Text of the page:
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San Diego council votes to increase minimum wage to $11.50 by 2017

PoliticsElectionsEconomy, Business and FinanceBusinessKevin Faulconer
San Diego council votes along party lines to increase minimum wage to $11.50 an hour by 2017

On a strict party-line vote, the San Diego City Council has voted to raise the local minimum wage -- possibly setting up another fight with the business establishment.

The six Democrats on the council voted in favor, the three Republicans against.

The measure was opposed by Republican Mayor Kevin Faulconer, the Chamber of Commerce, and the editorial page of the U-T San Diego newspaper.

Jerry Sanders, chief executive of the Chamber of Commerce, said Tuesday morning that the chamber "is seriously discussing with the business community the options available to further oppose the council’s rushed decision."

One option would be a petition-passing campaign to qualify the measure for the ballot, a strategy used to kill two other measures by the Democratic-controlled council in recent months.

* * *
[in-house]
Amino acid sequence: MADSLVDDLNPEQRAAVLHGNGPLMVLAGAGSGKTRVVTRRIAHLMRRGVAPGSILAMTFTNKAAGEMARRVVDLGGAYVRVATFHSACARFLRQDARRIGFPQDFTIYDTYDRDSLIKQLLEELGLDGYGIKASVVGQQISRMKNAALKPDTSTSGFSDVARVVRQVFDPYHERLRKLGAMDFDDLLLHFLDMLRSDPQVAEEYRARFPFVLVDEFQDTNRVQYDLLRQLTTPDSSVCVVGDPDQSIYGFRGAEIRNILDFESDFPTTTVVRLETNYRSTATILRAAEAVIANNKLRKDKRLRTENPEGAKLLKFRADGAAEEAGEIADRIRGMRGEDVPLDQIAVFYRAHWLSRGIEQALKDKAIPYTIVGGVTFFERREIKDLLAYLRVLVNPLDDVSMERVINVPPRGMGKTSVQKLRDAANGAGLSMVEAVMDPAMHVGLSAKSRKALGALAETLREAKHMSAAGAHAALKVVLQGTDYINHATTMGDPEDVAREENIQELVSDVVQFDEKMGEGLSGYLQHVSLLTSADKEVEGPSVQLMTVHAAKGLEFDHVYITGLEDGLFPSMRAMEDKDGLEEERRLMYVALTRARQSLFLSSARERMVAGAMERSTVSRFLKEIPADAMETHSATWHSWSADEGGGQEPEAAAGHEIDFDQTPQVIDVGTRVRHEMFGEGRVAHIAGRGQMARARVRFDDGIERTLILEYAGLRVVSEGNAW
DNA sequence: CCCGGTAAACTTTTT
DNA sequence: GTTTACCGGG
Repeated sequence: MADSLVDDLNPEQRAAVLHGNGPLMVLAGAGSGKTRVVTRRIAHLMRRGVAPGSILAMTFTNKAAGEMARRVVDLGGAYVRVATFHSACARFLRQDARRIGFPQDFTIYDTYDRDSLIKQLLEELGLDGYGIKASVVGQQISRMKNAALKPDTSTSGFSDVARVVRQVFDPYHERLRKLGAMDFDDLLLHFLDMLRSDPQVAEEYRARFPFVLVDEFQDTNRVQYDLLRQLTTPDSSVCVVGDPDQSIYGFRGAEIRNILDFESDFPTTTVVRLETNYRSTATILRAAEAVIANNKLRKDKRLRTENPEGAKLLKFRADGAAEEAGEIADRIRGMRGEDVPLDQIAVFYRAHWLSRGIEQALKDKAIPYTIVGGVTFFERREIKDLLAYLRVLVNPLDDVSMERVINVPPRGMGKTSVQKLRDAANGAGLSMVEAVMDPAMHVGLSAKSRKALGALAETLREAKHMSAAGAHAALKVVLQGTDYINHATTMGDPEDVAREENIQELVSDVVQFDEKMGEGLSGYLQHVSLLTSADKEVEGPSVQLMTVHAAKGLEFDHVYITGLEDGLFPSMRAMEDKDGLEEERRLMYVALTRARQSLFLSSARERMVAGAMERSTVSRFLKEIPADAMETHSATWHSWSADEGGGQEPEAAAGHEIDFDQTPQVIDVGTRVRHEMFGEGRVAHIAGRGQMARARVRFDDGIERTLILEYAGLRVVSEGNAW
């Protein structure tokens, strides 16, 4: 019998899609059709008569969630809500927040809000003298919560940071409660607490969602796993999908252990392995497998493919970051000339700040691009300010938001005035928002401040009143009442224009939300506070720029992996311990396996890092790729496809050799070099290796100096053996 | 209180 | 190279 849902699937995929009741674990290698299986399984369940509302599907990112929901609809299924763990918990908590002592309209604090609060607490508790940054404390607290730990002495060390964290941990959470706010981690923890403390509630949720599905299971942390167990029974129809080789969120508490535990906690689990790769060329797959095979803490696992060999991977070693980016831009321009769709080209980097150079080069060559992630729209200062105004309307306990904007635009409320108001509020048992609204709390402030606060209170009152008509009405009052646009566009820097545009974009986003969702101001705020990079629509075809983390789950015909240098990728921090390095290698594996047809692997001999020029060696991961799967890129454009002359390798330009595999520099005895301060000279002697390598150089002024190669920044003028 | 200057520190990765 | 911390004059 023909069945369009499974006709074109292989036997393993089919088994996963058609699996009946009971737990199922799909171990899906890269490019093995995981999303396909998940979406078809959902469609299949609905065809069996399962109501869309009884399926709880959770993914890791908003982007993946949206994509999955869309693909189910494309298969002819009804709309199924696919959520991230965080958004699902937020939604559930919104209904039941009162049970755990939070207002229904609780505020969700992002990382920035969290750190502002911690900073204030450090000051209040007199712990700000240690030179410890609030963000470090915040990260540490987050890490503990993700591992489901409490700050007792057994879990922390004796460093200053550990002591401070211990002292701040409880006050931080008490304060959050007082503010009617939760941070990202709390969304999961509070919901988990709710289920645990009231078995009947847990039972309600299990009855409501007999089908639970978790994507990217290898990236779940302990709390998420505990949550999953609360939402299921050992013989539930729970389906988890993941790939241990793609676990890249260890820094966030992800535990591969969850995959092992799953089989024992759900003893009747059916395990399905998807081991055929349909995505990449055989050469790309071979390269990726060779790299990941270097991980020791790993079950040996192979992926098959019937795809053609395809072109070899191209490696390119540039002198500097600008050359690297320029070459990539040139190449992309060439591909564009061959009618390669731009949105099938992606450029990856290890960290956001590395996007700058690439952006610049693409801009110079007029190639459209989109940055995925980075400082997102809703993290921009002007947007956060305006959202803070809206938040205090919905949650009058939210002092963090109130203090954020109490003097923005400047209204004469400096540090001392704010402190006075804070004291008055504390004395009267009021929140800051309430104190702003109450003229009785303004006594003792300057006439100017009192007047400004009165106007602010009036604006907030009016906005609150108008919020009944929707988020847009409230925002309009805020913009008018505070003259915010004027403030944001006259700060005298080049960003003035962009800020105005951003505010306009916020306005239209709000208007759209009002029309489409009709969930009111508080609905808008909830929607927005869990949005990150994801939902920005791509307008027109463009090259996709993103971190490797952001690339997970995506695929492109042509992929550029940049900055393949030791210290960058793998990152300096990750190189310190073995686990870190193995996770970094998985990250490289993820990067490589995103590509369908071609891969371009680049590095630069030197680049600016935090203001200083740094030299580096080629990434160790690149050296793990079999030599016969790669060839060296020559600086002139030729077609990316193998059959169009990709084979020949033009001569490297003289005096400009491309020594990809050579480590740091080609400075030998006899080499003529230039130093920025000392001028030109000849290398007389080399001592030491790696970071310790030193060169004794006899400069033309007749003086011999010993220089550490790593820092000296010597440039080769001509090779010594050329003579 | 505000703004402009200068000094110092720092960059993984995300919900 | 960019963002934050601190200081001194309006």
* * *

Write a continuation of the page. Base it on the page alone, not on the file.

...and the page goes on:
The council backed down on a tax measure to finance low-income housing, a zoning plan for the Barrio Logan neighborhood endorsed by the council was rejected by voters.

The measure adopted Monday night will boost the minimum wage to $9.75 an hour on Jan. 1, then to $10.50 on Jan. 1, 2016, and $11.50 on Jan. 1, 2017. The measure also includes paid sick leave.

"This is a great day for the city," said Councilwoman Marti Emerald, who voted in favor of the plan.

Council President Todd Gloria, who sponsored the boost, said it will mean that at least 172,000 San Diego residents will get a raise Jan. 1. "The City Council made history," Gloria said.

But several business owners, and a representative of the Chamber of Commerce, told council members before the vote that the boost could require smaller businesses to eliminate workers, and possibly force some businesses to close.

A spokesman for Faulconer said that the mayor "has been very clear that he will not put the brakes on our recovering economy by placing a hindrance on local small businesses that will force them to cut jobs or hire fewer people."

Starting July 1, the state's minimum wage went to $9 an hour.

Follow Tony Perry on Twitter: @LATsandiego

 

Copyright © 2014, Los Angeles Times
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PoliticsElectionsEconomy, Business and FinanceBusinessKevin Faulconer
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